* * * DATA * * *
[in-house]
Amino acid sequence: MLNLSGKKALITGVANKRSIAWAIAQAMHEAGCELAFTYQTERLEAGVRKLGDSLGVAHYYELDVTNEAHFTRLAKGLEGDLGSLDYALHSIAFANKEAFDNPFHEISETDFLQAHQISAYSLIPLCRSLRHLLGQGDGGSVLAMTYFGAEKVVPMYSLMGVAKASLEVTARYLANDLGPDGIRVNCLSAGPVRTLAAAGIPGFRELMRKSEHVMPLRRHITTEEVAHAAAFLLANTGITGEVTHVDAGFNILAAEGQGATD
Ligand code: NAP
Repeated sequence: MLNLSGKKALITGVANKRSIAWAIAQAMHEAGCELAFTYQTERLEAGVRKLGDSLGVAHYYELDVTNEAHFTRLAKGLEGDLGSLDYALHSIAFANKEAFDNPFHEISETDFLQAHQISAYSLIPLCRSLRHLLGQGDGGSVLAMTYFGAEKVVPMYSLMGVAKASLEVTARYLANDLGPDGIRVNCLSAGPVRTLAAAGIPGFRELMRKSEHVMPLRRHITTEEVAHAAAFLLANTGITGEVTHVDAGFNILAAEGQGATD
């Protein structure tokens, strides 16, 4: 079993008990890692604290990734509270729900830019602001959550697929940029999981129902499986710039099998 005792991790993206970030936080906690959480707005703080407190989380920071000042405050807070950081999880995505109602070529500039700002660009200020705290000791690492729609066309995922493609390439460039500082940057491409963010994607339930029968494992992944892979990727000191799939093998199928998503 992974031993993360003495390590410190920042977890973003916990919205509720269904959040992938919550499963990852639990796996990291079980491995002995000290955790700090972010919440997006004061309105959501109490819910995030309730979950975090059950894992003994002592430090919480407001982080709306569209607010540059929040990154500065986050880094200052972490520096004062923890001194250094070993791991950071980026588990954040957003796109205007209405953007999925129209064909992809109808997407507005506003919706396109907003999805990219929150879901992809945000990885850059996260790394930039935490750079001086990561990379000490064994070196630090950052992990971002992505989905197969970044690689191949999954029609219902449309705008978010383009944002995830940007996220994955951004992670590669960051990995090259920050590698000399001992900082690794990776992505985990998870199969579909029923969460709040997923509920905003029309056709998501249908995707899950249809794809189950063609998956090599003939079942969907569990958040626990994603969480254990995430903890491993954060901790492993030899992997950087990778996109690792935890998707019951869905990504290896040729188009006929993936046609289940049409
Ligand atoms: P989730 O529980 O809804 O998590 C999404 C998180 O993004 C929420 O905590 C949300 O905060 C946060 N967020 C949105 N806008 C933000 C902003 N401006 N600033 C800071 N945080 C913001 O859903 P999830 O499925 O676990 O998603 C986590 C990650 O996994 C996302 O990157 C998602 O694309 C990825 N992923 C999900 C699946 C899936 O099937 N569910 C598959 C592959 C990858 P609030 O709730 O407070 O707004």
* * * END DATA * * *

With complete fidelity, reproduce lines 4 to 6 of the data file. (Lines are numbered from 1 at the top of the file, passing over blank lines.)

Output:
Repeated sequence: MLNLSGKKALITGVANKRSIAWAIAQAMHEAGCELAFTYQTERLEAGVRKLGDSLGVAHYYELDVTNEAHFTRLAKGLEGDLGSLDYALHSIAFANKEAFDNPFHEISETDFLQAHQISAYSLIPLCRSLRHLLGQGDGGSVLAMTYFGAEKVVPMYSLMGVAKASLEVTARYLANDLGPDGIRVNCLSAGPVRTLAAAGIPGFRELMRKSEHVMPLRRHITTEEVAHAAAFLLANTGITGEVTHVDAGFNILAAEGQGATD
């Protein structure tokens, strides 16, 4: 079993008990890692604290990734509270729900830019602001959550697929940029999981129902499986710039099998 005792991790993206970030936080906690959480707005703080407190989380920071000042405050807070950081999880995505109602070529500039700002660009200020705290000791690492729609066309995922493609390439460039500082940057491409963010994607339930029968494992992944892979990727000191799939093998199928998503 992974031993993360003495390590410190920042977890973003916990919205509720269904959040992938919550499963990852639990796996990291079980491995002995000290955790700090972010919440997006004061309105959501109490819910995030309730979950975090059950894992003994002592430090919480407001982080709306569209607010540059929040990154500065986050880094200052972490520096004062923890001194250094070993791991950071980026588990954040957003796109205007209405953007999925129209064909992809109808997407507005506003919706396109907003999805990219929150879901992809945000990885850059996260790394930039935490750079001086990561990379000490064994070196630090950052992990971002992505989905197969970044690689191949999954029609219902449309705008978010383009944002995830940007996220994955951004992670590669960051990995090259920050590698000399001992900082690794990776992505985990998870199969579909029923969460709040997923509920905003029309056709998501249908995707899950249809794809189950063609998956090599003939079942969907569990958040626990994603969480254990995430903890491993954060901790492993030899992997950087990778996109690792935890998707019951869905990504290896040729188009006929993936046609289940049409
Ligand atoms: P989730 O529980 O809804 O998590 C999404 C998180 O993004 C929420 O905590 C949300 O905060 C946060 N967020 C949105 N806008 C933000 C902003 N401006 N600033 C800071 N945080 C913001 O859903 P999830 O499925 O676990 O998603 C986590 C990650 O996994 C996302 O990157 C998602 O694309 C990825 N992923 C999900 C699946 C899936 O099937 N569910 C598959 C592959 C990858 P609030 O709730 O407070 O707004």